Dennis Wideman – defenseman
The favorites – Detroit, Tampa Bay, Minnesota
The dark horse – Long Island
There may not be many ‘favorites’ for Wideman right now, as he isn’t going to be as highly pursued as Suter or other available UFAs. He had a very inconsistent 2011-12 season in Washington (could be a microcosm for his career). Wideman is a great skater with a rocket slap shot, but he is below average defensively and doesn’t make great decisions with the puck. That being said, he’d be a top four defenseman on most teams.
Detroit wouldn’t bring him in as a replacement for Lidstrom (that’s like buying a Kia to replace a dinged up Bugatti), but he would be more of a 3/4/5 defenseman capable of moving the puck. A Wideman-Jonathan Ericsson pairing would give Mike Babcock nightmares, though.
Tampa, Minnesota, and Long Island all need a puck moving defensemen (you could argue that the Lightning need two). Long Island could give Wideman a lot of money, and they may have to lure him there. Minnesota has a hole on their back end after the Marek Zidlicky trade, and the two players are very similar.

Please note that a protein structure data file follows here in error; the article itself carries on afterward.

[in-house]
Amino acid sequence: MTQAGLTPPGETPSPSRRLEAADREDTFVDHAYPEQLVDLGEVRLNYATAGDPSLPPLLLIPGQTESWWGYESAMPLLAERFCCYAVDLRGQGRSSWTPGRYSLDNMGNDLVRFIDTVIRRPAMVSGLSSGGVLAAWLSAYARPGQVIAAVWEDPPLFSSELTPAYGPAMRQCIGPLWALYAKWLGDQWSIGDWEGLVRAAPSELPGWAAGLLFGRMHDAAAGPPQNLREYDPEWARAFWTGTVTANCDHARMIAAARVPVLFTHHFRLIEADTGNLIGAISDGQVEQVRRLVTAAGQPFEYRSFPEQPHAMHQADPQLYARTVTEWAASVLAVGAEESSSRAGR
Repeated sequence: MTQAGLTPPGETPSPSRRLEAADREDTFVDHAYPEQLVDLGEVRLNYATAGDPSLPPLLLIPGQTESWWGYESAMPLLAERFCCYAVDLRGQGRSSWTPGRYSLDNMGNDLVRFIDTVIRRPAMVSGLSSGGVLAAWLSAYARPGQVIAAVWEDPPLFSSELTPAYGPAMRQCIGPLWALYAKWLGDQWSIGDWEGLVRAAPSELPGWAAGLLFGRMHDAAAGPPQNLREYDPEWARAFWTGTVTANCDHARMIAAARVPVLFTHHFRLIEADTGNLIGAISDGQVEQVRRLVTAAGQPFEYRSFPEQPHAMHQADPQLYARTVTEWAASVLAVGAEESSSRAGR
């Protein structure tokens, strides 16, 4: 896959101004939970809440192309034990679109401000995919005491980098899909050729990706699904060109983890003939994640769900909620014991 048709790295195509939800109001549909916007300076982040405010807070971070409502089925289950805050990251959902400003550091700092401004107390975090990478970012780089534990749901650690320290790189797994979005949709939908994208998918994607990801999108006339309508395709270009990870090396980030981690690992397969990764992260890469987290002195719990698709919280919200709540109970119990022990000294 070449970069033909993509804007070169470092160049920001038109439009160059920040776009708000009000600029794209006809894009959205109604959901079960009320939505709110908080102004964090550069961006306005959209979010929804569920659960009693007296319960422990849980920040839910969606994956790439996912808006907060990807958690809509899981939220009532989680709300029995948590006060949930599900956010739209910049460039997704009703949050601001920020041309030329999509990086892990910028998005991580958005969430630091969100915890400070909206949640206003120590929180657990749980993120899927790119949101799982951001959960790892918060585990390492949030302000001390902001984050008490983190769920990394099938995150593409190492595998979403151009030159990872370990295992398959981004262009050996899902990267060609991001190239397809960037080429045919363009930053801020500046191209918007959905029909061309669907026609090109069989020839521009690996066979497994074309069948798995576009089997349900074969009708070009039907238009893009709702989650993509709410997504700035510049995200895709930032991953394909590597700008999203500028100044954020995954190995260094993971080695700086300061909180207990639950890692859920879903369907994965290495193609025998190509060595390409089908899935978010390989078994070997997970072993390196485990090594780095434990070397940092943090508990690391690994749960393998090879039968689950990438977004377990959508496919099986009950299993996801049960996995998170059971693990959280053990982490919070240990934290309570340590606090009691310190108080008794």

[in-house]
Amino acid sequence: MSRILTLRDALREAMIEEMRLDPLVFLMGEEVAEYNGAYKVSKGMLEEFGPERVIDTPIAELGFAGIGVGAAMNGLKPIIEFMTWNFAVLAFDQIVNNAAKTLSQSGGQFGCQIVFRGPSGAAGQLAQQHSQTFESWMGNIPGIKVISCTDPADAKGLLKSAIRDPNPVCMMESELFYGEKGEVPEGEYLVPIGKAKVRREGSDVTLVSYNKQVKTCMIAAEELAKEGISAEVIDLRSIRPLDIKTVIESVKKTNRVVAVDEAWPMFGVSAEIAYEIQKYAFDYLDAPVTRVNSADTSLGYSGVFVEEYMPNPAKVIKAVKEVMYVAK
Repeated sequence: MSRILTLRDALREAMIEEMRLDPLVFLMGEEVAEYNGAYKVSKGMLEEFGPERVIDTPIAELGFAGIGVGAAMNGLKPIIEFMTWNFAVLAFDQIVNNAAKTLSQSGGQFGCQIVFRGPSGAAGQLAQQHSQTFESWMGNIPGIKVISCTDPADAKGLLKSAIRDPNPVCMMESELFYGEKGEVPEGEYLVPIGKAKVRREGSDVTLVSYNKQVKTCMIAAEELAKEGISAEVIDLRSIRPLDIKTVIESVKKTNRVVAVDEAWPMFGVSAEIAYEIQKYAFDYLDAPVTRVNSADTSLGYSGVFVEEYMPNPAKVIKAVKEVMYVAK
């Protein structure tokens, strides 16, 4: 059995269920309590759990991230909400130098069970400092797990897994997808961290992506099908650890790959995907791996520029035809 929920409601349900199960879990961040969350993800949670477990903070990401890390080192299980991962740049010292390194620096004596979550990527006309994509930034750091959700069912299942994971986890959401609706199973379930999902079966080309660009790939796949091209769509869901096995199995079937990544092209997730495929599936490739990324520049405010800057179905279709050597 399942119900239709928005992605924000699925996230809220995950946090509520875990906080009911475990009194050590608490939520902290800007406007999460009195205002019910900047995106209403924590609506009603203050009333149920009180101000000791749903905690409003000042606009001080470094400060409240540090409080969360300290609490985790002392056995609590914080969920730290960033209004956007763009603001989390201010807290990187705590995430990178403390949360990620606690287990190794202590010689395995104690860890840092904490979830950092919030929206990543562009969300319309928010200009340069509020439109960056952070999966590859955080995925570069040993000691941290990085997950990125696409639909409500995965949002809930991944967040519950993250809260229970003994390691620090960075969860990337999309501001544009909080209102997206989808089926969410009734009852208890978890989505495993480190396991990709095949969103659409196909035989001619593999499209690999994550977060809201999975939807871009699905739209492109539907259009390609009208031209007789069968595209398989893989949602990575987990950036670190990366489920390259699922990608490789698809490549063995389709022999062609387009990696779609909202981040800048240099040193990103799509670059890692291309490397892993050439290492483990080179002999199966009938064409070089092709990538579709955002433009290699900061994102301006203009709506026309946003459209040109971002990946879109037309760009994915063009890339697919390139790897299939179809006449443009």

Probably not new information, but wanted to share what a qualifying offer does. As July 1st approaches, this stuff is useful and good to know:
‘Qualifying offers fall into three categories:
1. A player whose prior year salary was equal or less than $660,000 must receive a qualifying offer of 110% of their prior year’s salary.
2. A player whose prior year salary was more than $660,000 and up to $1 million must receive a qualifying offer of 105% of their prior year’s salary (but in no event shall such qualifying offer exceed $1 million).
3. A player whose prior year salary was more than $1 million must receive a qualifying offer at 100% of their prior year’s salary.
If a team does not give a qualifying offer to a restricted free agent, he is eligible to become an unrestricted free agent on July 1, and can sign with any team with no compensation required to the player’s former club.’
Anze Kopitar returns home to Slovenia: